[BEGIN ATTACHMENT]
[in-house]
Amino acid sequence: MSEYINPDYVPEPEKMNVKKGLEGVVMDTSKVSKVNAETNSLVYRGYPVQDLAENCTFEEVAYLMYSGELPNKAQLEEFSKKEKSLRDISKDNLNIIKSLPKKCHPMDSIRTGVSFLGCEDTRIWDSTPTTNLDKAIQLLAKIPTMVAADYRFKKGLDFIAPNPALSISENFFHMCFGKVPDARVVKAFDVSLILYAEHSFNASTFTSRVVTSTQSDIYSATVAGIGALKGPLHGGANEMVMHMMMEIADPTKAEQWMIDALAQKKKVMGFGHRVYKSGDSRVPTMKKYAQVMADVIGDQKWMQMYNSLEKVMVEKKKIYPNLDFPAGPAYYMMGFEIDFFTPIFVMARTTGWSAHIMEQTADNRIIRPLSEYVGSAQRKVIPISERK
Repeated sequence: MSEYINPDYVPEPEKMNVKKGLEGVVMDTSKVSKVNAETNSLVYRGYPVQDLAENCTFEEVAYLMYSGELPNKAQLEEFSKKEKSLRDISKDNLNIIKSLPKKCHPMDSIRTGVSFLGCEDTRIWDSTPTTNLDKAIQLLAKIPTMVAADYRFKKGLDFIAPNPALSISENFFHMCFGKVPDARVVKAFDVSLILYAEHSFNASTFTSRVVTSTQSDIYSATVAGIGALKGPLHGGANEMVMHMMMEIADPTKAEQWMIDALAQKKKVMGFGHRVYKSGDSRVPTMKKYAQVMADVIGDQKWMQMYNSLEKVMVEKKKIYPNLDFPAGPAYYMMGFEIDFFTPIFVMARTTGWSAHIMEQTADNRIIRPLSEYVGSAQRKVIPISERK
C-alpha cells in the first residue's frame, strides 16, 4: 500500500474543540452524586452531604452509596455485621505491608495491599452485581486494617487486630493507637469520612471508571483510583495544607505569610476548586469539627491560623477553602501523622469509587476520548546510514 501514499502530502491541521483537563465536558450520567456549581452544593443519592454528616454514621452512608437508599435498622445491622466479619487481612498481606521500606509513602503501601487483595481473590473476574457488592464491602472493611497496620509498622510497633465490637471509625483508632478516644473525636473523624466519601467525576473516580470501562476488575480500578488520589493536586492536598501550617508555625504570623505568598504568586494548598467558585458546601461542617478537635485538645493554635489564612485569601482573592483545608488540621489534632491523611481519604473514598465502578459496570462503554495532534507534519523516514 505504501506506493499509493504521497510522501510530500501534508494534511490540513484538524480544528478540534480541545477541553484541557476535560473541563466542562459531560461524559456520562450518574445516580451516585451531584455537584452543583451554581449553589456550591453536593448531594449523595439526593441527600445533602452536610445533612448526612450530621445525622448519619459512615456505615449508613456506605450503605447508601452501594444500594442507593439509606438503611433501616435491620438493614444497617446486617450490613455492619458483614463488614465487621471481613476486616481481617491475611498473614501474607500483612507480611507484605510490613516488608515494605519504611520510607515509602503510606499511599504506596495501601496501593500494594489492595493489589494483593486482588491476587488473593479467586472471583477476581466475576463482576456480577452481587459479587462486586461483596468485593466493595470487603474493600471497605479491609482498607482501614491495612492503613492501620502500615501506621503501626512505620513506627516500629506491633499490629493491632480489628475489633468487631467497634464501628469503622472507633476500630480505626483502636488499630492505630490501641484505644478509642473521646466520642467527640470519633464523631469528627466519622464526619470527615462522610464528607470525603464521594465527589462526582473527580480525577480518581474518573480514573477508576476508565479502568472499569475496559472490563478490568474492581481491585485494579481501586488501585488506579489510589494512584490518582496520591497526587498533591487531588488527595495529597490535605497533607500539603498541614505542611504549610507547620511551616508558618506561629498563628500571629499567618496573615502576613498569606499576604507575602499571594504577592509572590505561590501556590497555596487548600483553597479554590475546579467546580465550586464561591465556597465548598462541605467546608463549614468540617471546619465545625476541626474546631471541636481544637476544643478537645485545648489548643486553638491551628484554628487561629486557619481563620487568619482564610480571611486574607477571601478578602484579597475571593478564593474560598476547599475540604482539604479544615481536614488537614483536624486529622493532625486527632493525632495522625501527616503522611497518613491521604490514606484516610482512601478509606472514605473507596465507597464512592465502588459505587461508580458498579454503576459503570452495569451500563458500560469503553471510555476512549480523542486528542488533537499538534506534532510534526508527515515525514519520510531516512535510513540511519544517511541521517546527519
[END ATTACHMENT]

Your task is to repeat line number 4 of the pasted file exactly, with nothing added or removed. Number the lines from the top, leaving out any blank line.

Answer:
C-alpha cells in the first residue's frame, strides 16, 4: 500500500474543540452524586452531604452509596455485621505491608495491599452485581486494617487486630493507637469520612471508571483510583495544607505569610476548586469539627491560623477553602501523622469509587476520548546510514 501514499502530502491541521483537563465536558450520567456549581452544593443519592454528616454514621452512608437508599435498622445491622466479619487481612498481606521500606509513602503501601487483595481473590473476574457488592464491602472493611497496620509498622510497633465490637471509625483508632478516644473525636473523624466519601467525576473516580470501562476488575480500578488520589493536586492536598501550617508555625504570623505568598504568586494548598467558585458546601461542617478537635485538645493554635489564612485569601482573592483545608488540621489534632491523611481519604473514598465502578459496570462503554495532534507534519523516514 505504501506506493499509493504521497510522501510530500501534508494534511490540513484538524480544528478540534480541545477541553484541557476535560473541563466542562459531560461524559456520562450518574445516580451516585451531584455537584452543583451554581449553589456550591453536593448531594449523595439526593441527600445533602452536610445533612448526612450530621445525622448519619459512615456505615449508613456506605450503605447508601452501594444500594442507593439509606438503611433501616435491620438493614444497617446486617450490613455492619458483614463488614465487621471481613476486616481481617491475611498473614501474607500483612507480611507484605510490613516488608515494605519504611520510607515509602503510606499511599504506596495501601496501593500494594489492595493489589494483593486482588491476587488473593479467586472471583477476581466475576463482576456480577452481587459479587462486586461483596468485593466493595470487603474493600471497605479491609482498607482501614491495612492503613492501620502500615501506621503501626512505620513506627516500629506491633499490629493491632480489628475489633468487631467497634464501628469503622472507633476500630480505626483502636488499630492505630490501641484505644478509642473521646466520642467527640470519633464523631469528627466519622464526619470527615462522610464528607470525603464521594465527589462526582473527580480525577480518581474518573480514573477508576476508565479502568472499569475496559472490563478490568474492581481491585485494579481501586488501585488506579489510589494512584490518582496520591497526587498533591487531588488527595495529597490535605497533607500539603498541614505542611504549610507547620511551616508558618506561629498563628500571629499567618496573615502576613498569606499576604507575602499571594504577592509572590505561590501556590497555596487548600483553597479554590475546579467546580465550586464561591465556597465548598462541605467546608463549614468540617471546619465545625476541626474546631471541636481544637476544643478537645485545648489548643486553638491551628484554628487561629486557619481563620487568619482564610480571611486574607477571601478578602484579597475571593478564593474560598476547599475540604482539604479544615481536614488537614483536624486529622493532625486527632493525632495522625501527616503522611497518613491521604490514606484516610482512601478509606472514605473507596465507597464512592465502588459505587461508580458498579454503576459503570452495569451500563458500560469503553471510555476512549480523542486528542488533537499538534506534532510534526508527515515525514519520510531516512535510513540511519544517511541521517546527519